Mr George Claassen is one of those exceptional insurance brokers who not only has come to embrace Direct Primary Care (DPC) but also to focus on DPC as the target market of his insurance firm. Self-titled the “DPC Friendly Broker,” Mr Claassen found in DPC a solution to the unsavory options he had available to offer his clients for healthcare coverage. Starting out working with Dr Jeff Gold of Gold Direct Care in Marblehead, MA, Mr Claassen has come to work with many DPC doctors throughout the Northeast. He now focuses on direct primary care patients and doctors, working together with them to find insurance options that can supplement DPC practice membership. In the interview they discuss how he works to pair DPC with wrap-around insurance coverage, what kinds of plans he offers and how DPC doctors can work with other brokers to provide primary care and insurance to pair with DPC membership.

 

 

Time Stamped

[2:15] Mr Claassen can you tell us a bit about how you got into being the DPC friendly broker?

[4:51] What types of options do you offer to pair up with DPC membership?

[6:40] What DPC doctors have you worked with?

[9:15] For patients and/or doctors who are looking for a DPC friendly broker in their area, where would you suggest they look?

[12:36] For brokers who want to learn more about DPC, where would you suggest they look?

[13:37] Why the ‘old way’ of offering group plans as a broker doesn’t necessarily serve the needs of the employer.

 

Mr George Claassen

Bio

Mr George Claassen is an insurance agent who lives in Maine. He works with DPC doctors to help them find small to medium sized businesses who are interested in pairing DPC with wrap-around coverage. He can be found at the DPCfriendlybroker.com.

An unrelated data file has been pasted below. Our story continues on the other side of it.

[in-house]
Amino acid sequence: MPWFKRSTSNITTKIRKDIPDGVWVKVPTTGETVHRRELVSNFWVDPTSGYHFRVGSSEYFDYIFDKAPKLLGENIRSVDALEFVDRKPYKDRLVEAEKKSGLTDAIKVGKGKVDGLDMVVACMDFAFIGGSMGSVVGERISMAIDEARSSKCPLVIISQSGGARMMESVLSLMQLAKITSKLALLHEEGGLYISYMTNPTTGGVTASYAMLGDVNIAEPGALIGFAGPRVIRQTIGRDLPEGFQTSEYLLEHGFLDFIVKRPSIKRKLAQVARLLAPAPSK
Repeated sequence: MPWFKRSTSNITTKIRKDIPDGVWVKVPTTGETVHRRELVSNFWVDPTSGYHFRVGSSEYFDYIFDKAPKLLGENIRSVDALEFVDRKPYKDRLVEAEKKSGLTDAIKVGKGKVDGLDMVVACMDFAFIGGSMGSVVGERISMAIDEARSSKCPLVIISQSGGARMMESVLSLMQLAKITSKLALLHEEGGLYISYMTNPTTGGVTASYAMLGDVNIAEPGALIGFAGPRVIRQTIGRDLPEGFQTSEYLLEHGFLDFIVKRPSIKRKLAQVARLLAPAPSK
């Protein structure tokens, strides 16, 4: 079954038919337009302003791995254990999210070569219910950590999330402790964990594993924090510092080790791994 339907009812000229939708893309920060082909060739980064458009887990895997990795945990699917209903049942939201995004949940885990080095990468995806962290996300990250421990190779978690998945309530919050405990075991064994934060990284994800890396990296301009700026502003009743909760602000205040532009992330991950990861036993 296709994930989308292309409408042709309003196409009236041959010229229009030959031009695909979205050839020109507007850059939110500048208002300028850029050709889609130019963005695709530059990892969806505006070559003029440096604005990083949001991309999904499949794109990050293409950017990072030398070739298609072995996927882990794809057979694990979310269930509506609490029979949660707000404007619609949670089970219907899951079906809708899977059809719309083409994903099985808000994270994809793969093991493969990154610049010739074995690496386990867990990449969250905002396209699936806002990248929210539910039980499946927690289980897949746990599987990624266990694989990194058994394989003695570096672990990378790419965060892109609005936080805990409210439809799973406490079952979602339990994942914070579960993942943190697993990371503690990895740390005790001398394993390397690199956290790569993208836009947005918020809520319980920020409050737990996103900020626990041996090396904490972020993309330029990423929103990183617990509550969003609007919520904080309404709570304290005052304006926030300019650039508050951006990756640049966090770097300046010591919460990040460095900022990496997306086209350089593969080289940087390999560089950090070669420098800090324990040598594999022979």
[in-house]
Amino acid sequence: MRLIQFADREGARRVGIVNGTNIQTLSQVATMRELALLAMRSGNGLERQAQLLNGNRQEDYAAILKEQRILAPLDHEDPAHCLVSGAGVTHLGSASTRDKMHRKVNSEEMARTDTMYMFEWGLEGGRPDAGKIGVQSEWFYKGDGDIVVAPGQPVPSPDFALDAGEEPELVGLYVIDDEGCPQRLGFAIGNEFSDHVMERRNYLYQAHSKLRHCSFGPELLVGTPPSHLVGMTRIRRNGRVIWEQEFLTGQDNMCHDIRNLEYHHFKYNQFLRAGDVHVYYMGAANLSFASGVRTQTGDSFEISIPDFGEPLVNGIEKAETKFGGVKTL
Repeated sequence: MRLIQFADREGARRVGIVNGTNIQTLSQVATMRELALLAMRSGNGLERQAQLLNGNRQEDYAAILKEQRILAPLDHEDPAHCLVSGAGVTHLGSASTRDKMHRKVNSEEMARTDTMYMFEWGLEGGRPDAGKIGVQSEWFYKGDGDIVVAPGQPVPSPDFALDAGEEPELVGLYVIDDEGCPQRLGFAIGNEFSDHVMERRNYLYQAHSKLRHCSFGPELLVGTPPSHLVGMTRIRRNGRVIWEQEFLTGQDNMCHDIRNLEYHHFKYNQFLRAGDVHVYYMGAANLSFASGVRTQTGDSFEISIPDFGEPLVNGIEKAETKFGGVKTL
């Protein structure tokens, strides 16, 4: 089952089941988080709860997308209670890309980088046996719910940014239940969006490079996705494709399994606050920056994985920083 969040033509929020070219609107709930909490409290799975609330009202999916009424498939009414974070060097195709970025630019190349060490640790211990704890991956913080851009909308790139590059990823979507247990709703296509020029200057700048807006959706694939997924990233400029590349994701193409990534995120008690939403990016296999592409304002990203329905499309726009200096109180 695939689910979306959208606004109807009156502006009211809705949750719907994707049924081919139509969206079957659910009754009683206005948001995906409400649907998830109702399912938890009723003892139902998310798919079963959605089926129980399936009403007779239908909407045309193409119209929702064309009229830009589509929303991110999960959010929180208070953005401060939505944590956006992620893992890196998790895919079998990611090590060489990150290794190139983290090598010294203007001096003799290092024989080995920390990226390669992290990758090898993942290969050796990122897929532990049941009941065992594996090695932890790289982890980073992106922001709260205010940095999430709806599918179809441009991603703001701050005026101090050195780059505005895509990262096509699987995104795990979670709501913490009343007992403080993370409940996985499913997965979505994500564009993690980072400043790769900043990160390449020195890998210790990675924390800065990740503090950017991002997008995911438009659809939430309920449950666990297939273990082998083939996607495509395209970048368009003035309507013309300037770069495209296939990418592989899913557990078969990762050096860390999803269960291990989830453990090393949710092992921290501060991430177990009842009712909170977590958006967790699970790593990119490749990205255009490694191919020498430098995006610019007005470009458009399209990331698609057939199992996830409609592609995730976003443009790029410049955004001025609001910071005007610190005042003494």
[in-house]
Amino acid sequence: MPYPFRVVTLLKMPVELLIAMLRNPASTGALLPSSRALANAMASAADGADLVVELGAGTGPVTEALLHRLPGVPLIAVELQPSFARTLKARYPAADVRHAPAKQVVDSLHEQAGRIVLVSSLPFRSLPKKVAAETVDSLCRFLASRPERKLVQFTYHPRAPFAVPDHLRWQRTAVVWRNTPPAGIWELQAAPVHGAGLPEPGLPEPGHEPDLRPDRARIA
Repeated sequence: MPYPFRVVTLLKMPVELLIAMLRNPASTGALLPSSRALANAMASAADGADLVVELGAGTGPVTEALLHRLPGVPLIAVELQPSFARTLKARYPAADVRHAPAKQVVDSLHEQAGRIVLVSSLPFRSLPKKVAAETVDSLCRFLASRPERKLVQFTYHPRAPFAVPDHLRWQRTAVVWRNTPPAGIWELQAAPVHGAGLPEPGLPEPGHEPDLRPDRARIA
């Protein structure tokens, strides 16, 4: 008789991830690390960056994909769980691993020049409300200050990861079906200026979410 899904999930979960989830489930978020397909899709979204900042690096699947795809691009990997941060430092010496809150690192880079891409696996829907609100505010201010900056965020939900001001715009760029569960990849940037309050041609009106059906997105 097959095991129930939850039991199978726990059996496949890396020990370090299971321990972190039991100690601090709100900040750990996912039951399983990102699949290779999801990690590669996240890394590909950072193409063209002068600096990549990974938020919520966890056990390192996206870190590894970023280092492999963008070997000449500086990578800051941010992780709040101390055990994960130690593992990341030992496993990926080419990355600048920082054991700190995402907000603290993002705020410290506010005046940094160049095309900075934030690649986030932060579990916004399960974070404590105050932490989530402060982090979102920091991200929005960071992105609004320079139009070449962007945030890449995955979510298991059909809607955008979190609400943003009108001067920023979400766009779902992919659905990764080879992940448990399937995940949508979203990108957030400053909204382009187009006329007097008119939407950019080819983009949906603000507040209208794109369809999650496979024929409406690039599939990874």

Related Episodes

Episode 35

Episode 36

Episode 38

Episode 36: DPC as an Employee Benefit–with Suzy Johnson and Rachel Miner


Resources

  1. Employee Benefits Advisors of the Carolinas
  2. Employee Benefit Advisor Magazine
  3. Suzy’s article on why benefits advisors should offer DPC as a benefit

Summary
As the Direct Primary Care (DPC) model takes off, many in the employee benefits world are continuing to grapple with Direct Primary Care as an employee benefit. While many brokers struggle to find a place in their offerings for a benefit that (usually) provides no commission, some benefits advisors have fully embraced DPC, recognizing the value it provides to their clients. Suzy Johnson and Rachel Miner are two such brokers who have embraced DPC as an offering to their clients and have worked to adjust their insurance plans to pair with DPC. In the interview, Suzy and Rachel discuss how they learned about DPC, how they’ve come to embrace DPC as a model for their clients and how other brokers who are interested in learning more about DPC can follow suit.

Time Stamped

[2:25] Suzy, to start out, how did EB advisors get involved in working with Direct Primary Care as an employee benefit?

[5:48] How has your experience grown with direct primary care practices?

[8:02] Now Rachel, you have worked with self-funded plans that pair with DPC for some time. Can you tell me about how these plans work and how they pair with DPC?

[13:01] A reference-based self-insurance plan paired with DPC has considerable potential to lower cost for premiums. Why is this?

[16:24] Now, as I’m sure you’re both aware, DPC is very novel and many advisers don’t understand it well enough to know how it fits into the whole picture of health insurance. How would you advise a benefits adviser to learn more?